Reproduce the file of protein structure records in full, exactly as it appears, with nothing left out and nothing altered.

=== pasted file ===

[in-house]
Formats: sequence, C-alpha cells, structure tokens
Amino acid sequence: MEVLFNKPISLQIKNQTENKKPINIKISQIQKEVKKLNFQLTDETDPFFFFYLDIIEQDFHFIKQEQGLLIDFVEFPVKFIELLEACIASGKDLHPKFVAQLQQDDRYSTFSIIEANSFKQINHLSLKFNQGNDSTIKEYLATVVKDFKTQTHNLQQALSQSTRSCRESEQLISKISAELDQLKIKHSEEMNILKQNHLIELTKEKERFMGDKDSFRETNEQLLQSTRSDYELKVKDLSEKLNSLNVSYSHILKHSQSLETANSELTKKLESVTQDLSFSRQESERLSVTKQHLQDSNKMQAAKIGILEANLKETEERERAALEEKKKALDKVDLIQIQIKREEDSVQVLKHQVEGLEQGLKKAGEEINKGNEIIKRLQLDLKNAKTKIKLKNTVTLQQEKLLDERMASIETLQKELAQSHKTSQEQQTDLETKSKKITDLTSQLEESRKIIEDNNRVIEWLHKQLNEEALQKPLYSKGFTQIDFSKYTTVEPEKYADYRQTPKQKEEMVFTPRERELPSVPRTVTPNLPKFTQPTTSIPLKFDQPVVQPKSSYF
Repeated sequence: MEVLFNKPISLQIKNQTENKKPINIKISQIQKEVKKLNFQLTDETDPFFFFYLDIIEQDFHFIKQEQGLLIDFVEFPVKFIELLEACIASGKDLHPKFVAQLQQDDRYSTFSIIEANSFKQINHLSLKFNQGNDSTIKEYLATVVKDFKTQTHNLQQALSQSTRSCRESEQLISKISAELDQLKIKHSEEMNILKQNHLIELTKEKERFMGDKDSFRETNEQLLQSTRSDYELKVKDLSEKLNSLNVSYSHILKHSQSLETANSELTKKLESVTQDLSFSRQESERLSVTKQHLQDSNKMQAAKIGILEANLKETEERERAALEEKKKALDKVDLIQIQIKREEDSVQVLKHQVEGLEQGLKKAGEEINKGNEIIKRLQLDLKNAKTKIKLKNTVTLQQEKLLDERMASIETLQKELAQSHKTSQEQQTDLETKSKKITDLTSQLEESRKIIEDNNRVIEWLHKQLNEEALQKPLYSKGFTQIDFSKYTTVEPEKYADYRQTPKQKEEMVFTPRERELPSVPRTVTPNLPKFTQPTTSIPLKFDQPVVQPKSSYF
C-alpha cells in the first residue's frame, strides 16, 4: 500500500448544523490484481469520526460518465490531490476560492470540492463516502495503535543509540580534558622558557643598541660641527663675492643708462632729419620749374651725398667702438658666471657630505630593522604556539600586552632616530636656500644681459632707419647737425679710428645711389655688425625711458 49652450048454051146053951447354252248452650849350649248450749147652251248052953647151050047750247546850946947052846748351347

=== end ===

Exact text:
[in-house]
Formats: sequence, C-alpha cells, structure tokens
Amino acid sequence: MEVLFNKPISLQIKNQTENKKPINIKISQIQKEVKKLNFQLTDETDPFFFFYLDIIEQDFHFIKQEQGLLIDFVEFPVKFIELLEACIASGKDLHPKFVAQLQQDDRYSTFSIIEANSFKQINHLSLKFNQGNDSTIKEYLATVVKDFKTQTHNLQQALSQSTRSCRESEQLISKISAELDQLKIKHSEEMNILKQNHLIELTKEKERFMGDKDSFRETNEQLLQSTRSDYELKVKDLSEKLNSLNVSYSHILKHSQSLETANSELTKKLESVTQDLSFSRQESERLSVTKQHLQDSNKMQAAKIGILEANLKETEERERAALEEKKKALDKVDLIQIQIKREEDSVQVLKHQVEGLEQGLKKAGEEINKGNEIIKRLQLDLKNAKTKIKLKNTVTLQQEKLLDERMASIETLQKELAQSHKTSQEQQTDLETKSKKITDLTSQLEESRKIIEDNNRVIEWLHKQLNEEALQKPLYSKGFTQIDFSKYTTVEPEKYADYRQTPKQKEEMVFTPRERELPSVPRTVTPNLPKFTQPTTSIPLKFDQPVVQPKSSYF
Repeated sequence: MEVLFNKPISLQIKNQTENKKPINIKISQIQKEVKKLNFQLTDETDPFFFFYLDIIEQDFHFIKQEQGLLIDFVEFPVKFIELLEACIASGKDLHPKFVAQLQQDDRYSTFSIIEANSFKQINHLSLKFNQGNDSTIKEYLATVVKDFKTQTHNLQQALSQSTRSCRESEQLISKISAELDQLKIKHSEEMNILKQNHLIELTKEKERFMGDKDSFRETNEQLLQSTRSDYELKVKDLSEKLNSLNVSYSHILKHSQSLETANSELTKKLESVTQDLSFSRQESERLSVTKQHLQDSNKMQAAKIGILEANLKETEERERAALEEKKKALDKVDLIQIQIKREEDSVQVLKHQVEGLEQGLKKAGEEINKGNEIIKRLQLDLKNAKTKIKLKNTVTLQQEKLLDERMASIETLQKELAQSHKTSQEQQTDLETKSKKITDLTSQLEESRKIIEDNNRVIEWLHKQLNEEALQKPLYSKGFTQIDFSKYTTVEPEKYADYRQTPKQKEEMVFTPRERELPSVPRTVTPNLPKFTQPTTSIPLKFDQPVVQPKSSYF
C-alpha cells in the first residue's frame, strides 16, 4: 500500500448544523490484481469520526460518465490531490476560492470540492463516502495503535543509540580534558622558557643598541660641527663675492643708462632729419620749374651725398667702438658666471657630505630593522604556539600586552632616530636656500644681459632707419647737425679710428645711389655688425625711458 49652450048454051146053951447354252248452650849350649248450749147652251248052953647151050047750247546850946947052846748351347